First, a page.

Phase Change Heatstorage
Traditionally solar thermal has only been used in the UK for water heating.
Though it is of course possible to oversize a system to enable space heating via radiators or underfloor heating, the problem has always been the same:
When excess heat energy is available (during the summer months) there is little or no requirement for room heat and when room heating is required (during the winter) there is little or no extra heat energy available.
The solution is to install a quantity of phase change material with a very high latent heat capacity storing a relatively large quantity of heat during the solar rich months so this heat can be given off when required.
The temperature that the heat is stored at can be varied by the use of different PCMs (phase change material) and for space heating would typically be between 21°- 28°C.
Whist there is a huge marketing push on electrical domestic storage batteries, heat batteries are still relatively uncommon. The principals of PCM storage have been understood for many years, but only recently has a safe and practical Heat Battery been launched.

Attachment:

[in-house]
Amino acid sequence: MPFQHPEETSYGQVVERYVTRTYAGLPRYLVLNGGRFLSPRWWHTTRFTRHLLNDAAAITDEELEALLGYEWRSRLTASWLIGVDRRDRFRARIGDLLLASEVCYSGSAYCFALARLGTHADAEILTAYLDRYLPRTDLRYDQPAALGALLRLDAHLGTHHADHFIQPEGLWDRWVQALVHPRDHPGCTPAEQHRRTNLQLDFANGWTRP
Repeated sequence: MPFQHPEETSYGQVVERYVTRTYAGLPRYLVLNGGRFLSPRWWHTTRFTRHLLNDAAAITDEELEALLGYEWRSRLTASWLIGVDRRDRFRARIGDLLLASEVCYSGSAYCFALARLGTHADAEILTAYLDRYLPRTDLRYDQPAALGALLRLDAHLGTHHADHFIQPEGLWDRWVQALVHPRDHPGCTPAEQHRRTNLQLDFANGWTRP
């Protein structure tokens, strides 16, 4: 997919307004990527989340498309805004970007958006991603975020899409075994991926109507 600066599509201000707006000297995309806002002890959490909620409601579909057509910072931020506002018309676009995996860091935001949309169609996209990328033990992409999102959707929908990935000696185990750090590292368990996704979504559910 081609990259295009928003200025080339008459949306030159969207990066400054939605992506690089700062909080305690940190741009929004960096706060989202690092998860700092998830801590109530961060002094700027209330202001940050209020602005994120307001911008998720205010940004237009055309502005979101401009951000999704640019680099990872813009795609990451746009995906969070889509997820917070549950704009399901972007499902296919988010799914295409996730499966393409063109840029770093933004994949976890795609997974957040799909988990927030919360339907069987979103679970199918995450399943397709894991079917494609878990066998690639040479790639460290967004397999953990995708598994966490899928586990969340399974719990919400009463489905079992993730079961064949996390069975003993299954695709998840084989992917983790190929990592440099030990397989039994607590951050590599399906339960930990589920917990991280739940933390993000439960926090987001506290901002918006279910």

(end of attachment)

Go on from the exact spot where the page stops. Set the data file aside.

Heat has traditionally been stored in water. This has been very successful due to the natural high specific heat capacity of water. (Water can store 10 times as much heat as the equivalent mass of Copper).
However, despite of it’s efficiency, where relatively little space is available, there are materials that can be used to store over 4 times as much heat as water of the same volume.
Furthermore, they benefit from being packaged in square or rectangular containers that can further use space efficiently.
How Phase Change Materials (PCMs) work
Traditionally heat is stored in water by gradually adding energy until it achieves a safe maximum temperature (usually 75°C if a blending valve can be used). At this point it is no longer possible to store any more energy.
PCMs are solid at room temperature, it then takes energy to melt them at varying temperatures (usually in excess of 58℃). Typically, this could be 4 x the energy that could be stored in water of the same volume.
Energy can be added in the following ways:
- Solar Thermal energy via liquid flowing through a heat exchanger (the most efficient system).
- Electricity generated from solar PV during the day.
- Cheap off-peak electricity.
Heat can then be extracted:
- As hot water direct to the outlets.
- As space heat via radiators or an underfloor heating system.
Typical applications can be homes with limited space, yachts, narrow boats and vehicles.
Installed products start at around £2000.